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House Committee Schedules Hearing On Banking Secrecy

by Mike Godfrey,, Washington

27 March 2009

Congressman Richard Neal has announced that a House of Representatives committee will hold a hearing on issues involving 'banking secrecy practices and wealthy American taxpayers.'

Neal said that the hearing will focus on the apparent limitations of the withholding taxes imposed by the United States on US source investment earnings received by foreign persons, the Qualified Intermediary (QI) program established by the Internal Revenue Service to enforce those withholding taxes, the limitations of US tax treaties, and the extent to which these may have contributed to non-compliance by US taxpayers.

The hearing will be held by the Ways and Means Subcommittee on Select Revenue Measures, chaired by Neal, a Massachusetts Democrat, on March 31. Neal has championed anti-offshore tax legislation in the past and last year he introduced legislation that would disallow deductions for excess reinsurance premiums with respect to US risks paid to affiliated insurance companies that are not subject to US tax.

In announcing the hearing, Neal stated: "This will be our first hearing to address the troublesome issue of international tax avoidance. The global economic and financial crisis has put pressure on these international jurisdictions to be less secretive and more cooperative. The United States and other countries simply can no longer afford to lose billions of dollars each year in potential revenue to these secrecy jurisdictions. I expect this hearing to be the start of a process that leads to bold and decisive action being taken to end opportunities for tax avoidance through foreign accounts.”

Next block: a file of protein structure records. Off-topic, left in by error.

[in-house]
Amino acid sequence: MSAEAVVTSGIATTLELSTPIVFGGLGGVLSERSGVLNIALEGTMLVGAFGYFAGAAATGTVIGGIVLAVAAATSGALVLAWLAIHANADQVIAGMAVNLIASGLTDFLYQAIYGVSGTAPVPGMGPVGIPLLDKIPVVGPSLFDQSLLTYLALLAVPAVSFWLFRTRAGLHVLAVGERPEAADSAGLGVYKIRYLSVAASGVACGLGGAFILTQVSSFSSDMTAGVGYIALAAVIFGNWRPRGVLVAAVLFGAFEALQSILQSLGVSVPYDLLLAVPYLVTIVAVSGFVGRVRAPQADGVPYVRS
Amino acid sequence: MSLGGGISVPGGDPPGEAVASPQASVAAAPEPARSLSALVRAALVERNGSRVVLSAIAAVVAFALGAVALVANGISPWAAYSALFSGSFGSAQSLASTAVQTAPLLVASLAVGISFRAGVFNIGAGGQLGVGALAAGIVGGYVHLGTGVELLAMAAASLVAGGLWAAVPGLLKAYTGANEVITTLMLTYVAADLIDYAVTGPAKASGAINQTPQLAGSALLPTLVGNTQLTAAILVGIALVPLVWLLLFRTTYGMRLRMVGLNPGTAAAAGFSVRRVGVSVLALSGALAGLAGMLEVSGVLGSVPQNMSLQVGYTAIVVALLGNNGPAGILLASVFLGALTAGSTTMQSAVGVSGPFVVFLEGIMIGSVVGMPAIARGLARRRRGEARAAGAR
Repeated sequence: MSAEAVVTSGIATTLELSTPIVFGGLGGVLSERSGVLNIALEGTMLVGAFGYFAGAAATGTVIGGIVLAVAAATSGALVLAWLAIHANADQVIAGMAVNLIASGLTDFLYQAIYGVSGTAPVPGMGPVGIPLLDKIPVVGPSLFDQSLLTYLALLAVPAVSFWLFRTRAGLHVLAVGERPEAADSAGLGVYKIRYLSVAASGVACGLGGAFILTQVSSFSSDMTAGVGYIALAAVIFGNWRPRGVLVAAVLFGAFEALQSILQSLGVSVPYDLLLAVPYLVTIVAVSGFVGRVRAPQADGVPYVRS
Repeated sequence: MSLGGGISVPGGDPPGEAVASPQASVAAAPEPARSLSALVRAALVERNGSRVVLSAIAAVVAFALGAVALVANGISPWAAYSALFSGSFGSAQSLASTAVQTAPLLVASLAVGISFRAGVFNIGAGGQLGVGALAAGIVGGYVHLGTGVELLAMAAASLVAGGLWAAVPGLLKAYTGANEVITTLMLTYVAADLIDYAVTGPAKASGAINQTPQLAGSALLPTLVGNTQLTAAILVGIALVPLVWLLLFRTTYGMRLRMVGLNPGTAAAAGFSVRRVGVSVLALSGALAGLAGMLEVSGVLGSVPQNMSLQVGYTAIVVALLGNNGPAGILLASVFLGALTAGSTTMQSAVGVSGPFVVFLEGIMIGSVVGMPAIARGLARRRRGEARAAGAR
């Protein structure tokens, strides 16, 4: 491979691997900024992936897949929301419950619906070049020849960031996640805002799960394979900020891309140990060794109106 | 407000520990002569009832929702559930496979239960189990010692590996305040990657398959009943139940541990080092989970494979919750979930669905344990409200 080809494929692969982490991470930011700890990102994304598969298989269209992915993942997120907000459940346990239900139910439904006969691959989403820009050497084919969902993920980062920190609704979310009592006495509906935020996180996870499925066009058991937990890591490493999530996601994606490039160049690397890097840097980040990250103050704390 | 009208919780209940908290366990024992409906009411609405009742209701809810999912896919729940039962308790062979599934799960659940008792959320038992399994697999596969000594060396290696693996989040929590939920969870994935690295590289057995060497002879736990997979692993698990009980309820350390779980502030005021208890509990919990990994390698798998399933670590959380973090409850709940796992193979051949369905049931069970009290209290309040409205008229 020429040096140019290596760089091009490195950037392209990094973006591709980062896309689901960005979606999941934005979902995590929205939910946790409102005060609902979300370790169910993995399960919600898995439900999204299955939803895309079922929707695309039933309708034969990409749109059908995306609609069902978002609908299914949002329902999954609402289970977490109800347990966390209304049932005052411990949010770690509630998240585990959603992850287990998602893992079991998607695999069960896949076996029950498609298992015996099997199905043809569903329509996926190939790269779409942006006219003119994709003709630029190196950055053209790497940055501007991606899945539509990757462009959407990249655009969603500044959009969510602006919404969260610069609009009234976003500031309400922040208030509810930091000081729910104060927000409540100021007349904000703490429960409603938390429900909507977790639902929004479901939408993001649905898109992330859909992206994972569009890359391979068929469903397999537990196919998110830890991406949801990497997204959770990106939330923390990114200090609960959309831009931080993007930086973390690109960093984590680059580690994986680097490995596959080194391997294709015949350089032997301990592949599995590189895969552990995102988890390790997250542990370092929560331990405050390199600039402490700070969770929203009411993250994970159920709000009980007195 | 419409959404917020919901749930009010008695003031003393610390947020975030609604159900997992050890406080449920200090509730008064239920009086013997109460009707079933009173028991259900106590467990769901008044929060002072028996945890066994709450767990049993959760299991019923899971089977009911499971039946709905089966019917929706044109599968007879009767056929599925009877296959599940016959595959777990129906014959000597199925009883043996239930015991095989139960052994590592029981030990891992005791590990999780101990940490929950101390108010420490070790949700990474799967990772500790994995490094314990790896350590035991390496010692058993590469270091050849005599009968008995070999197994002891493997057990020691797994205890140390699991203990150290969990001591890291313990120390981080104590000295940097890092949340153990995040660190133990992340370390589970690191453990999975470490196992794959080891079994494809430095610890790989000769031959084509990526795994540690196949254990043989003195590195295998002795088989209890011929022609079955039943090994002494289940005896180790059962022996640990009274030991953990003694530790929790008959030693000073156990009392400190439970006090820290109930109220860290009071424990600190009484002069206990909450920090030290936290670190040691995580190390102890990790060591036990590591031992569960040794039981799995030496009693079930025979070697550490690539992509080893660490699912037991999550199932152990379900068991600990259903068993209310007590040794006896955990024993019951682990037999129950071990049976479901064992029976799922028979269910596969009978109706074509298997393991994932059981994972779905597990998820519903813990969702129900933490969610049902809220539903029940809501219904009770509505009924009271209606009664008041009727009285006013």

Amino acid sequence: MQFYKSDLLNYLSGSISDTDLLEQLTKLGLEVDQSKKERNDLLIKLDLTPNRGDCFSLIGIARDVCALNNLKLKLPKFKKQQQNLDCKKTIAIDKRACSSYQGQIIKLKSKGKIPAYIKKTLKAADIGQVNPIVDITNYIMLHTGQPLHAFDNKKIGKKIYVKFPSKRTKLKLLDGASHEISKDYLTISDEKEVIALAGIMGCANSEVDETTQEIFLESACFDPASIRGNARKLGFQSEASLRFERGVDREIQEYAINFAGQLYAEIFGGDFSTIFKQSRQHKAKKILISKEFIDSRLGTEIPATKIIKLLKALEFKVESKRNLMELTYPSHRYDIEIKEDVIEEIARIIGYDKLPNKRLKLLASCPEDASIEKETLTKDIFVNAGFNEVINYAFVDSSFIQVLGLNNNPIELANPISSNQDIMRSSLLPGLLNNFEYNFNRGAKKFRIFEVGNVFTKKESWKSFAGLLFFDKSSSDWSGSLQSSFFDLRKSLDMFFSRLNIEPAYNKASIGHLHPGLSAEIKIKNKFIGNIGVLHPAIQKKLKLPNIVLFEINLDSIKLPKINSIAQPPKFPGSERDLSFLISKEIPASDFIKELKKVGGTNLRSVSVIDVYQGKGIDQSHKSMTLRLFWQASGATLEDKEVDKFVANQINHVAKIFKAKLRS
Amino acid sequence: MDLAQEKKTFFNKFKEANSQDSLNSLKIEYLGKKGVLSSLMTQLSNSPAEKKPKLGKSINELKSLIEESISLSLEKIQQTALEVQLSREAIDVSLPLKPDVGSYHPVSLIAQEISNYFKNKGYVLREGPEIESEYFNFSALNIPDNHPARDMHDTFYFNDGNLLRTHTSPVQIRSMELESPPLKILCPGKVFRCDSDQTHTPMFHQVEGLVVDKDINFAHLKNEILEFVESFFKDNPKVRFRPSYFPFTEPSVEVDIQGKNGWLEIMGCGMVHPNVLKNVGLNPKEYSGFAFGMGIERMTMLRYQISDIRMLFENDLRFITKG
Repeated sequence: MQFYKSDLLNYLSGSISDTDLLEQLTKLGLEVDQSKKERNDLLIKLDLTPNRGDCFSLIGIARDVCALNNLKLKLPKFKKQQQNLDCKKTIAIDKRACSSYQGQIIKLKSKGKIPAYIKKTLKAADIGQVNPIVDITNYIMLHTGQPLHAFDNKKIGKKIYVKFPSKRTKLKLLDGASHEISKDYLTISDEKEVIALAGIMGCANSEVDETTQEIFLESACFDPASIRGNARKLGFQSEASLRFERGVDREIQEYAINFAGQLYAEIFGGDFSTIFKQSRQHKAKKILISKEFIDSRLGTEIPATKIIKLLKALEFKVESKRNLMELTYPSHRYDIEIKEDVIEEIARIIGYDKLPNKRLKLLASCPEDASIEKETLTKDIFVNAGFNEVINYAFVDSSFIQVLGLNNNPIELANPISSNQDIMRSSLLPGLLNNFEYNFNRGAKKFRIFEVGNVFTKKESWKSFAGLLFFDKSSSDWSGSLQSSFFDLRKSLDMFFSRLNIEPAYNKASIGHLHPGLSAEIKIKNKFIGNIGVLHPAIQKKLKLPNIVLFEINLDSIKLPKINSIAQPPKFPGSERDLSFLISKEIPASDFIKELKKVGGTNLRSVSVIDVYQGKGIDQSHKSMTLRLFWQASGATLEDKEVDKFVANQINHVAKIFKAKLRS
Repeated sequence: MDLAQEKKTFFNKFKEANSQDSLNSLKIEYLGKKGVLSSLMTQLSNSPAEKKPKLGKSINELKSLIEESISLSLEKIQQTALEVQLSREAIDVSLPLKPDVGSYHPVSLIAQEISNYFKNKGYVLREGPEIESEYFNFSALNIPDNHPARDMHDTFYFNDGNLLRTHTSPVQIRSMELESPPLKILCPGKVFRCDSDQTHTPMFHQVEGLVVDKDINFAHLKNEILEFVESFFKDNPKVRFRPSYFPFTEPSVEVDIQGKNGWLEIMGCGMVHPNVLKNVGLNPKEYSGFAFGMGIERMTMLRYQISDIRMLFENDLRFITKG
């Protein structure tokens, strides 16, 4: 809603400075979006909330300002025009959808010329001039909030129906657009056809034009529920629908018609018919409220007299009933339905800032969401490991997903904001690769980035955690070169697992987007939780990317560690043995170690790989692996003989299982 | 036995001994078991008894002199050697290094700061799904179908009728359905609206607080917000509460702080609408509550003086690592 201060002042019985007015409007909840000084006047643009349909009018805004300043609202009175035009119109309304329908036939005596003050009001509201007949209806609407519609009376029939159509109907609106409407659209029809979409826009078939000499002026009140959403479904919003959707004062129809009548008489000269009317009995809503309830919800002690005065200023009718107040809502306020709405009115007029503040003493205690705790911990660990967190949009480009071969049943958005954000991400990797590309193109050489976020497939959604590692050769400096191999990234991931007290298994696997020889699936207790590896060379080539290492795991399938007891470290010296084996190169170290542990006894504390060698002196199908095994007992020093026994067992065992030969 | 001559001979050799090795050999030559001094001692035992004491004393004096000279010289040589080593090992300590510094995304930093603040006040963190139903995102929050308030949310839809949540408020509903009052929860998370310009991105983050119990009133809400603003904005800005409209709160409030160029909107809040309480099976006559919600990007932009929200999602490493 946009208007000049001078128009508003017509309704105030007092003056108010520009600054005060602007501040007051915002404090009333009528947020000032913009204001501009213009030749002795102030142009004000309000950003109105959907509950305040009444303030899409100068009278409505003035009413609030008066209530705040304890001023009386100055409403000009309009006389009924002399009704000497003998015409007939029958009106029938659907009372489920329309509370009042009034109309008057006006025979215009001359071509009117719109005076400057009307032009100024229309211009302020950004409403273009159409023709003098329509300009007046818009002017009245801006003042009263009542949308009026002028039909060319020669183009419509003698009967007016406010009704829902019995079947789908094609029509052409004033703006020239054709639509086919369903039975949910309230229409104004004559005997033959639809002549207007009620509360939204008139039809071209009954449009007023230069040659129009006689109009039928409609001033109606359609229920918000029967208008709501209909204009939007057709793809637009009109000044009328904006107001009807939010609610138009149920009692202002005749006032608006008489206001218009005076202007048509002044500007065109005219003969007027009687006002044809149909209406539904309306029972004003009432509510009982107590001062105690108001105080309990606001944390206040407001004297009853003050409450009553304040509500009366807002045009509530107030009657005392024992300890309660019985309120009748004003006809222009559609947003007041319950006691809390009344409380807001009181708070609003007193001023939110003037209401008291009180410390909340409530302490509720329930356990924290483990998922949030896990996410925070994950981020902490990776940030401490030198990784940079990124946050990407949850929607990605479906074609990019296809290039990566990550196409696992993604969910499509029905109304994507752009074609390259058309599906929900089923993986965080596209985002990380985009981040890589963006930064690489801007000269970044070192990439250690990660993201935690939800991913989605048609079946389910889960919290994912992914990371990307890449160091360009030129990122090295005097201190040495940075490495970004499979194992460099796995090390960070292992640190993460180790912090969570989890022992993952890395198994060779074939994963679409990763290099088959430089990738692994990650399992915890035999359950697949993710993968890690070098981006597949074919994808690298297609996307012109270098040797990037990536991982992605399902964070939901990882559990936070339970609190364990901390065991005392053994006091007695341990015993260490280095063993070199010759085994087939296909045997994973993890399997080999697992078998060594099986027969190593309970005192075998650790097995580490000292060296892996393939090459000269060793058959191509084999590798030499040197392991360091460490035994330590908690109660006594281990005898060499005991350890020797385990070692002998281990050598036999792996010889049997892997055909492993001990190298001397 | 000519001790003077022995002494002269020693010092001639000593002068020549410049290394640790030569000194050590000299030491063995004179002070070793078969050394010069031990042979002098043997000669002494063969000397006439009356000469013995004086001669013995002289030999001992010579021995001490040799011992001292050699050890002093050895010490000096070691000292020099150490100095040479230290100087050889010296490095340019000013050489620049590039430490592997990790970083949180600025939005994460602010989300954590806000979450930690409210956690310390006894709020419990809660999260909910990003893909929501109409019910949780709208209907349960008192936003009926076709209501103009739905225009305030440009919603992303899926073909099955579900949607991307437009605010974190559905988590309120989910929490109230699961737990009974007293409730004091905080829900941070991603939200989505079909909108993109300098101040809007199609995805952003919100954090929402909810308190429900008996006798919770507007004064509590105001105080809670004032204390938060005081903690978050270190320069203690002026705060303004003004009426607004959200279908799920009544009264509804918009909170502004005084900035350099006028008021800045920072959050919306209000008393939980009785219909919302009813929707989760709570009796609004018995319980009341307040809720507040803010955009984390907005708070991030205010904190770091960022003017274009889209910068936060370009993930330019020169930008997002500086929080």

Similar types of hearings focusing on the perceived problems that 'tax havens' pose to the US tax base have been held recently by committees in the Senate, but new legislation that would carry through the much-threatened offshore crackdown has yet to become law. However, that could soon change now that President Obama is the driving force behind this campaign.

In its defense, Switzerland, one of the prime targets of US lawmakers looking to neutralize offshore 'secrecy jurisdictions' has insisted that it already has adequate exchange of information procedures in place. On March 13, Switzerland reaffirmed its commitment to fight global fiscal crime by announcing that it would adopt the OECD standard with regard to administrative assistance in tax matters pursuant to Article 26 of the OECD Model Tax Convention. This would permit an exchange of information with other countries on a case-by-case basis, provided that the inquiry is "specific and justified."

However, this commitment is unlikely to satisfy the likes of Senator Carl Levin, the Michigan democrat who believes that “tax havens are engaged in economic warfare against the United States." He has pledged a "fight back against secrecy jurisdictions" with sweeping new legislation introduced into the Senate earlier this month, although many of his contentious (and legally dubious) proposals look set to be kicked into the long grass after the more moderate Finance Committee chairman, Max Baucus, introduced his own legislation recently.

Meanwhile, the administration is continuing with its efforts to strengthen the QI program, including expanding information reporting requirements to include more sources of income for US persons with accounts at QI banks, strengthening documentation rules and requiring withholding for accounts with documentation that is considered insufficient.

Additionally, IRS Commissioner Doug Shulman has reported that the agency is considering changes that would shore up the QI program in "substantial ways." Under these proposals, which were put out to consultation in October 2008, financial institutions that are QIs must provide early notification of material failure of internal controls, must improve evaluation of risk of circumvention of US taxation by US persons, and must include audit oversight by a US auditor.

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